St. Augustine Catholic Church, Oak Harbor, WA

St. Augustine

Catholic Church - Oak Harbor, WA

   185 North Oak Harbor St.
     Oak Harbor, WA 98277
  (360) 675-2303
     (360) 675-9490 Fax
  information@staugustineoh.org

Our Patron Saint, Saint Augustine

Our patron saint was on his death bed. But outside the city walls the Vandals were camped, the countryside was ravaged, horror and desolation were everywhere, and the Roman empire of which he had been such a prominent presence was rapid­ly tumbling into the dark ages. St. Augustine in the statue as we enter church is at­tired with the bishop's miter and crozier, and as a bishop he had dreamed of moving his people to becoming the "City of God". But the cities of North Africa were in ruins and the churches burned, the inhabitants either slain or exiled. When Mass was offered it was in private homes or not at all for in so many parts of the diocese there were none left to seek the sacraments. The clergy was reduced to beggary. Dying he recollected a story told by Cyprian of a vision that a certain bishop had in which Christ chided him: "You're afraid to suffer here; you are afraid to move there (meaning heaven). What can I do with you?" He was 77 years old and knowing that he was dying had the penitential psalms written large on posters hung so that he could recite them. A sick man was brought to his bedside, and simply reaching out to put his hand on the poor wretch's head cured him. And thus Augustine passed to his Maker. He had made his mark but other forces took him away on that 28th day of August, 430.

image Augustine entered the world in a different era. Transportation was still difficult and although his birth place of Tagaste was not far from the metropolis of Hippo on the sea, he never saw the ocean until he was an adult. By today's standards, he was born into a dysfunctional family. His parents were in a mixed marriage. Patricius had a violent disposition and was not a believer. Monica was devout but seems to be somewhat of a nagger. Augustine had a brother and a sister. The children were enrolled in the catechumenate but according to the custom of the time baptism was deferred until an adult decision could be made. St. Augustine writes of his child­hood and youth in his hook, Confessions, and his career in sin began by stealing pears. He was a bright but lazy student and would pray just to avoid punishment. As a lad he was taken sick and his life was in jeopardy and he promised St. Monica that he would be baptized, but upon his recovery he conveniently forgot about the promise.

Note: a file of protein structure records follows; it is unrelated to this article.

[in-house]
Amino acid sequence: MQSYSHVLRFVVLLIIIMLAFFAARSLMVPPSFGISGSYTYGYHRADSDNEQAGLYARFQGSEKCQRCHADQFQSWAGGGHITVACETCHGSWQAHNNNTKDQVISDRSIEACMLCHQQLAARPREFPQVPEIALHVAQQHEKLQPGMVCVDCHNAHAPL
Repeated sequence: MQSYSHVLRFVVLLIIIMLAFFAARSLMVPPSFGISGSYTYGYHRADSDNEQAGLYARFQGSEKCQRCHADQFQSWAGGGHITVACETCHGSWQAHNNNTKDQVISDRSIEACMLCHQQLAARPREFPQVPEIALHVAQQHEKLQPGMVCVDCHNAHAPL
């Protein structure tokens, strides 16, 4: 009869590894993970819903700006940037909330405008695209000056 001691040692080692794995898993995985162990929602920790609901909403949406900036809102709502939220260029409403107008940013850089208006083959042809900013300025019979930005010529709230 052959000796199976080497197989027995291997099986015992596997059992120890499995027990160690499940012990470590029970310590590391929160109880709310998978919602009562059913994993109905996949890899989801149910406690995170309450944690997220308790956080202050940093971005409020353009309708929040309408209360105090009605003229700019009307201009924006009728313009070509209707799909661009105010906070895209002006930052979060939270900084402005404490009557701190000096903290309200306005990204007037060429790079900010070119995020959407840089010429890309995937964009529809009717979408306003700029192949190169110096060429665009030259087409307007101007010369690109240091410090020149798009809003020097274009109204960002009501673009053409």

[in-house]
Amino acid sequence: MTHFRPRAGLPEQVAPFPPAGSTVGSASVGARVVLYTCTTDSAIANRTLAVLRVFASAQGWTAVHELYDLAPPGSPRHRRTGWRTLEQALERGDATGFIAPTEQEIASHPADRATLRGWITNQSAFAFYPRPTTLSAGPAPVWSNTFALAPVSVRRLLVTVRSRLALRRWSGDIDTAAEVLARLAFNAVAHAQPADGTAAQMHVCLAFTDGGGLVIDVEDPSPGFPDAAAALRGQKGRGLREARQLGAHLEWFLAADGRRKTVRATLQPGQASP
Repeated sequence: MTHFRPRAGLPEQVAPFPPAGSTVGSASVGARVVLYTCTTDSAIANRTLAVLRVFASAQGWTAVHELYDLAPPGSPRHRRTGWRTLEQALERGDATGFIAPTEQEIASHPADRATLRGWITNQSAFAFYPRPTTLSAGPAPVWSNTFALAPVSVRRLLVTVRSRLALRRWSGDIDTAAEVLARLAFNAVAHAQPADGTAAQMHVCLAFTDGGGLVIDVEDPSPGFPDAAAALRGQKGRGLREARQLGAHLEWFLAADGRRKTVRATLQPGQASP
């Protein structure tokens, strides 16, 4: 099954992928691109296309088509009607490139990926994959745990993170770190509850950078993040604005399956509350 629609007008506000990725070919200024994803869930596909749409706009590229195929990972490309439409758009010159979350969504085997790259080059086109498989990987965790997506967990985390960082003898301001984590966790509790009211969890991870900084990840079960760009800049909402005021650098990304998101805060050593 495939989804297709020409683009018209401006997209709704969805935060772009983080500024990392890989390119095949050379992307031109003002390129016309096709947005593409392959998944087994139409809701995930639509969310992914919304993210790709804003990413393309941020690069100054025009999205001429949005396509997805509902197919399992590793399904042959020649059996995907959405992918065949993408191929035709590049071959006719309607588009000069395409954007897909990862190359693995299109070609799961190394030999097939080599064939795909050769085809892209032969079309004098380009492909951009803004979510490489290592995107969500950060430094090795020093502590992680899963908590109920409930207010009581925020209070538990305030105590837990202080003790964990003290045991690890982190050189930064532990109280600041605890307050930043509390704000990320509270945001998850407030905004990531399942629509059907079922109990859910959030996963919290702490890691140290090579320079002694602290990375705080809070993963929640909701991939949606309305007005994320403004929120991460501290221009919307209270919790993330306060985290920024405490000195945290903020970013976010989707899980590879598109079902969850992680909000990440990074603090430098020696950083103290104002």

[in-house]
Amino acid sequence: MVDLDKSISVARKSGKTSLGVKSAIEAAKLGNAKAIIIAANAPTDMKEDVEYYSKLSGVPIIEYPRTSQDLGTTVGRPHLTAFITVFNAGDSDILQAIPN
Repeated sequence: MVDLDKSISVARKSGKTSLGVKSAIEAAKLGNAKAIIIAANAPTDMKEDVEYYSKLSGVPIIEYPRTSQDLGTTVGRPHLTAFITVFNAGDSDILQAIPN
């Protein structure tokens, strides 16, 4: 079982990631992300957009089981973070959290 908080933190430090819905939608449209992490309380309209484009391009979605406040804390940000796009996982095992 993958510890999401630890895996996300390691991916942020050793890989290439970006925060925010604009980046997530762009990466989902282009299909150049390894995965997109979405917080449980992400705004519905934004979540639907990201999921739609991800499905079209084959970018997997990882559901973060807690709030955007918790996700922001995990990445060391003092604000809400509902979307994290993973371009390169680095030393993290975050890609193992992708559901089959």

He began his equivalency of college in the African town of Carthage, He was influenced by a heresy of his day termed Manicheism which postulated that materi­al being was the source of evil so strong that it was tantamount to being an alien god. It became an excuse for his unbridled sexuality. and during his '7th year he began living with a woman. This turned out to be a long term relationship. Two years later he had a son named Adeodatus. His mother worried about the lifestyle he was in and by prayer and persuasion tried to bring him to reform. As a young professor Augustine set up his own school in his home town, then in Carthage. He was getting deeper and deeper into Manicheism, but when he arranged a meeting with its leading teacher, Faustus, he became disillusioned. Secretly he left for Rome so that he could escape the pressure of Monica. There he opened a school but found that the students failed to pay their tuition, so got hired in Milan. Augustine began to frequent the basilica where the town's bishop Ambrose preached, not for relig­ious reasons but because of the eloquence and mastery of language. Soon he was impressed by the careful line of reasoning and sincerity which was in sharp contrast to that of Faustus. Soon Monica arrived to try to get him to marry the mother of his son, but only succeeded in getting the mother to move to Africa, leaving Adeodatus in the care of his father.